Diplomacy and Alliances
America’s alliances and partnerships have long allowed it to maintain a favorable balance of power in Asia, prevented the region from being subsumed into a rival’s sphere of influence, and served as a bulwark against any power’s expansionist aims.
If there is any area in which Trump has been consistent, it is in his antipathy to the American alliance system. On the campaign trail and in office, Trump has regularly questioned America’s alliances, calling the North Atlantic Treaty Organization obsolete and repeatedly saying that South Korea and Japan should “pay up” or the United States would withdraw its troops. He has even insulted allies like Australia, as happened in his notorious phone call with then Prime Minister Malcolm Turnbull. Rather than working in concert with partners such as Japan, Trump has imposed steel tariffs on Tokyo and refused to provide them an exemption despite close relations and common interests. Following his summit with North Korean dictator Kim Jong-un—and apparently without consulting with South Korea or even his own Pentagon—Trump announced that the United States would unilaterally suspend military exercises and stated that he would like to remove American troops from South Korea.
And yet for all of this, allies have not yet walked away. In fact, the demand for an American presence in the region has gone up. Since 2012, Australia has hosted a rotational presence of U.S. Marines, and discussions are now beginning about whether Australia might host American bombers in Darwin and ships out of Perth. South Korea’s President Moon Jae-in’s actions have reflected public opinion in his country, where a staggering 96 percent of South Koreans describe the U.S.-South Korea alliance as necessary, despite calls from some within his cabinet to distance Seoul from Washington. In Tokyo, despite disappointment over U.S. tariffs, calls for a robust American presence in Asia remain unabated, with Japan’s defense minister saying that America’s military presence is “vital” for East Asian security.
In fact, in the absence of American leadership, most of America’s traditional partners in Asia are starting, however haltingly, to do more, not less. Diplomatic engagement between Australia, Japan, and India have improved, and there is a growing amount of attention and resources focused on both Southeast Asia and the South Pacific. Military budgets have started to inch upwards, and military cooperation and presence in contested areas such as the South China Sea have increased. Some of these actions arise out of concern about waning American attention and staying power. But they also grow from a sense that taking more forceful measures to shore up the rules-based order is in the self-interest of each of these countries. This can be seen in the official and public declarations of New Zealand, Australia, India, Japan, and Singapore among others. Asia is a uniquely diverse region, but what links the strategic interests of the overwhelming majority of nations is a common desire to resist domination, coercion, and intimidation. So even as Trump’s foreign policy has heightened concerns of American steadiness, it has not yet produced anything resembling true decoupling between Washington and its allies. Instead, it has resulted in regional partners doing more—both with and without the United States.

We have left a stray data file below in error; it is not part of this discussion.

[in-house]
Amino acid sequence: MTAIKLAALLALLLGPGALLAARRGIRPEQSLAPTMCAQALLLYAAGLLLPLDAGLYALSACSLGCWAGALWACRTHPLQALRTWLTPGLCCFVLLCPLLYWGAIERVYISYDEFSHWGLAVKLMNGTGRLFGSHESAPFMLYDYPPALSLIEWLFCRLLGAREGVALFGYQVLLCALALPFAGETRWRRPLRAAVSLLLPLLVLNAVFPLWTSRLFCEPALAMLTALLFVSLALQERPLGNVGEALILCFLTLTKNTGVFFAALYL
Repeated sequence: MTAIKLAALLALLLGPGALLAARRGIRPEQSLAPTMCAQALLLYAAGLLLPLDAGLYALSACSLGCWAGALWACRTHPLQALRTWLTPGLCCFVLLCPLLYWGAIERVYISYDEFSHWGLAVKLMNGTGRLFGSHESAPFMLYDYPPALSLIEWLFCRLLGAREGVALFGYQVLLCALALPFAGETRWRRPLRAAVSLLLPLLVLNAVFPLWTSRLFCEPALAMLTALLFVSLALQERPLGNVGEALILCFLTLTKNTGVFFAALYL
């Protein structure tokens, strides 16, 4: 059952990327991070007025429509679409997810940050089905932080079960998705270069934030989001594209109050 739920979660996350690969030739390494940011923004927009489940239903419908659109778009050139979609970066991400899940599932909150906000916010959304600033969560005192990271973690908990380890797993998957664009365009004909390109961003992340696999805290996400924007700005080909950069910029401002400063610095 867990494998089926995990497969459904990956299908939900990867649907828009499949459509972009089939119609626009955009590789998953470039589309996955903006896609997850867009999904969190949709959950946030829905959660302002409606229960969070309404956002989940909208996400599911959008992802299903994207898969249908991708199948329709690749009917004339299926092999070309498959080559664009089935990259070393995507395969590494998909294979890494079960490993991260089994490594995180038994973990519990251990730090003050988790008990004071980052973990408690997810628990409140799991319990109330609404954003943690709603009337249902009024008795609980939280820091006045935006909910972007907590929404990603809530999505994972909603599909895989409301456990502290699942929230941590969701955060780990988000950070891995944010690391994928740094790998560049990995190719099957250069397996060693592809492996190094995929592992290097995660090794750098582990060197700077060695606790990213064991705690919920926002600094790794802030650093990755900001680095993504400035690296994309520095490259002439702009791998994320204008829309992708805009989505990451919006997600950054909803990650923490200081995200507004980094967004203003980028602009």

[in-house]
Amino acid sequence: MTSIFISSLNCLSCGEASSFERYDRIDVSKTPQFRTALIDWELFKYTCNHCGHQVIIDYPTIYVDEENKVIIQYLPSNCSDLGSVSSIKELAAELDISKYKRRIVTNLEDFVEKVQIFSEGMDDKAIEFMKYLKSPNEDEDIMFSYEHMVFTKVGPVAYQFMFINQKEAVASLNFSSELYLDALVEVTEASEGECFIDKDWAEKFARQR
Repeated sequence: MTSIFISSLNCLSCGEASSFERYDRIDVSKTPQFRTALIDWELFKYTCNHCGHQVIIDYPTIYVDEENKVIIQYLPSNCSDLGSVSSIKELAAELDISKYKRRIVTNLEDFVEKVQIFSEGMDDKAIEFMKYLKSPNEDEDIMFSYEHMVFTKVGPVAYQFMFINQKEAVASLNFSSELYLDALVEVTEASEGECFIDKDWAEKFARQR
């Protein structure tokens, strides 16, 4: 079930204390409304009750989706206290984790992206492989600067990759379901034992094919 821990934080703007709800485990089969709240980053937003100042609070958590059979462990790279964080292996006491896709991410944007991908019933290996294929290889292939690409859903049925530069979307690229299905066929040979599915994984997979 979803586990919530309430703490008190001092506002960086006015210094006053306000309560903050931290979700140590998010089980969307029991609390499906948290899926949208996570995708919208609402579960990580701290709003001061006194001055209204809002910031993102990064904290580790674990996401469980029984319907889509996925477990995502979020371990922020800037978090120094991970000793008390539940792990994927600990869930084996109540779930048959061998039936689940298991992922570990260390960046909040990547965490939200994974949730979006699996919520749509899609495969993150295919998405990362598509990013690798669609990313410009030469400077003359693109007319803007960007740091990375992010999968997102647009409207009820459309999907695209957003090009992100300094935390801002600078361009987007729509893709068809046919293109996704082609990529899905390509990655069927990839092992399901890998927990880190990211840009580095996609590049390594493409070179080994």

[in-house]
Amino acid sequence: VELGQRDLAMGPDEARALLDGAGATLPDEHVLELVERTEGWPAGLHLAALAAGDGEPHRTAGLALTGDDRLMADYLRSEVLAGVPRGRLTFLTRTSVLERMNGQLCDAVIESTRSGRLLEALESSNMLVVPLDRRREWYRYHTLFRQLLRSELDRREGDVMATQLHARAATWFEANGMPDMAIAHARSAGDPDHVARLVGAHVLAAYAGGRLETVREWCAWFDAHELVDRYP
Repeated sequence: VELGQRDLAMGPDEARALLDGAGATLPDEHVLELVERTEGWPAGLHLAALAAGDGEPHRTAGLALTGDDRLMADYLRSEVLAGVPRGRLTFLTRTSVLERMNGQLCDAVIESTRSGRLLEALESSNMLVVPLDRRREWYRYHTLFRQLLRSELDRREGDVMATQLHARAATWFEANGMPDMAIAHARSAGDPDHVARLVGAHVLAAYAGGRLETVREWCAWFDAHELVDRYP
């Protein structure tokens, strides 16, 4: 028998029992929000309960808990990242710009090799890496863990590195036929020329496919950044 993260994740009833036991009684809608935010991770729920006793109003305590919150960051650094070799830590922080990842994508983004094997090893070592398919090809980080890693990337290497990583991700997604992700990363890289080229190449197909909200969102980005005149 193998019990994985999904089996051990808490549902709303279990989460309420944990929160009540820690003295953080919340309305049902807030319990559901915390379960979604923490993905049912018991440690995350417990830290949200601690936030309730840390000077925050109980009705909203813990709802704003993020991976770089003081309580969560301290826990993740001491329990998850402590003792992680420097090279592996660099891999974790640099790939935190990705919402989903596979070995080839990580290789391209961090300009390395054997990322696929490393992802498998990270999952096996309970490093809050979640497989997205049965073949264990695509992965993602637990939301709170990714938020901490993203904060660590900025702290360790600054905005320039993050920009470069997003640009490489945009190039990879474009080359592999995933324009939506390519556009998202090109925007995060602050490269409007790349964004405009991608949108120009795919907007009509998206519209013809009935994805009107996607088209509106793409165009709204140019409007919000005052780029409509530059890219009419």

Meanwhile, recent Chinese actions have not exactly strengthened calls for it to assume a leading place in the regional order. Despite Xi Jinping’s desire to present China as “a new option for other countries” seeking alternatives to Western democracy, Beijing’s heavy-handed actions have undermined much of their other diplomatic efforts. Across Asia, there is a growing wariness of Beijing’s intentions. BRI is now viewed increasingly with suspicion in the region, stoking concerns that China is embarking upon “a new version of colonialism,” in the words of Malaysia’s Prime Minister Mahathir Mohamad. Furthermore, China’s more forceful economic actions taken in retaliation against countries who have offended China have also backfired. Beijing has made its displeasure known—and felt. It slowed imports of Philippine produce and restricted access to its traditional fishing grounds. Beijing curbed the number of Chinese tourists in South Korea and shuttered Korean stores in China. Finally, China threatened to cut the number of Chinese students studying in Australia. Additionally, the flagrant efforts by China’s Communist Party to influence the domestic politics of Australia, New Zealand, and Singapore have led to a rising chorus of regional observers concerned that the price of economic engagement with China is political compliance.
While few in the region want to exclude or contain China, many have begun to conclude that the price of closer diplomatic ties with Beijing might be more than they are willing to sustain. In short, despite genuine exasperation in the region with some of the American president’s pronouncements and actions, U.S. allies in Asia have sought to find ways to deepen their relationships with the United States and with each other.
(This is the first article of a two-part series, the second one can be read here.)
Charles Edel is senior fellow at the U.S. Studies Centre at the University of Sydney and a former Member of the Secretary of State’s Policy Planning Staff.
Siddharth Mohandas is director of research at The Asia Group and former Principal Deputy Director of the Secretary of State’s Policy Planning Staff.